Feds Encourage Native Tribes, States to Partner in Education

By Diette Courrégé Casey — June 01, 2012 1 min read
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Native American tribes and nations are being encouraged to play a bigger role in education in a new pilot program grant competition launched this week by the U.S. Department of Education.

The State-Tribal Education Partnership will give tribal education departments up to $500,000 for capacity building, and departments working in a consortium could receive up to $750,000. Nearly $2 million is available for the program.

To qualify, tribal education departments must implement collaborative agreements with state education agencies, as well as oversee state administrative activities receiving federal funding, such as School Improvement Grants, migrant education, and English-language learners.

Back in March, we wrote about a report, “Profiles of Partnerships Between Tribal Education Departments and Local Education Agencies,” that looked at nine communities where tribal education departments, which are the groups that oversee American Indian education, had forged good relationships with local education agencies. Seven of those were in rural areas.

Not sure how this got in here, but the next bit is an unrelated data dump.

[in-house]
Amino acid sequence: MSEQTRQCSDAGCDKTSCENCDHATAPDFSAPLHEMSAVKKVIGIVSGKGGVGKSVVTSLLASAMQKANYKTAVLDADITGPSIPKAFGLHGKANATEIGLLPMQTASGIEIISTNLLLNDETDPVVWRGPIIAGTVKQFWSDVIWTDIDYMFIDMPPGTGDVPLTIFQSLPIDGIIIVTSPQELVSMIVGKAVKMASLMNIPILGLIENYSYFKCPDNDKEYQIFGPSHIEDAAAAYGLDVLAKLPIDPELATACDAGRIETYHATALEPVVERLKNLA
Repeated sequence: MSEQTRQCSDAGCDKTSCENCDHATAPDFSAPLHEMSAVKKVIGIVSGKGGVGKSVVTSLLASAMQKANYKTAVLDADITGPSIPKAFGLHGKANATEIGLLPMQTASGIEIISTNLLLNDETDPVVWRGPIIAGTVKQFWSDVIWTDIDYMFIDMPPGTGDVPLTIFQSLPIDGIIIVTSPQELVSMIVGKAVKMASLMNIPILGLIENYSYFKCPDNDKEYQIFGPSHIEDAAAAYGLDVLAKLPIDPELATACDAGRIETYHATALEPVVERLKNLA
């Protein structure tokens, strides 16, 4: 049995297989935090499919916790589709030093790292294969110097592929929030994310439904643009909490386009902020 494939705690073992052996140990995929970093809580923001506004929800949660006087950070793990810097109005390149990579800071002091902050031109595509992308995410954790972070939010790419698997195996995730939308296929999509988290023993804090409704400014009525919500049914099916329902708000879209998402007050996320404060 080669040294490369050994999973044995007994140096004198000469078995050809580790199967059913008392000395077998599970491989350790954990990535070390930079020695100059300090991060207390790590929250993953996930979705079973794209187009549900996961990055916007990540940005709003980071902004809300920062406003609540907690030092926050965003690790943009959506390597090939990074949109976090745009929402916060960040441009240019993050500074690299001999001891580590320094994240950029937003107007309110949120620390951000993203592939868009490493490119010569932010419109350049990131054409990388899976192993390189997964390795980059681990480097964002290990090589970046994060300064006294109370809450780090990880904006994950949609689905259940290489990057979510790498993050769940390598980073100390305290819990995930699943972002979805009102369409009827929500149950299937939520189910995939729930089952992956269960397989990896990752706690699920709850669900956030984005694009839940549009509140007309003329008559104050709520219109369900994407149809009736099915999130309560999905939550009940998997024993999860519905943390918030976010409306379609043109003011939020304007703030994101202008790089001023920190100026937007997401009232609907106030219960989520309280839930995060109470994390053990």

The National Indian Education Association has advocated for this new STEP grant opportunity because officials say it will improve the education of its students. Federal officials will host a Webinar Tuesday on how to apply for it, and notice of intent to apply is due June 12.

In other Native student news, the National Indian Education Association’s Board of Directors announced earlier this week that it would have a new leader. Executive Director Colin Kippen, a Native Hawaiian, stepped down May 31, and his interim replacement will be Gerald E. Gipp, former executive director of the American Indian Higher Education Consortium and member of the Standing Rock Sioux. The association described Gibbs as having “a lifelong record of advancing education for Native students.”

A national search will be launched to find its next executive director.

A version of this news article first appeared in the Rural Education blog.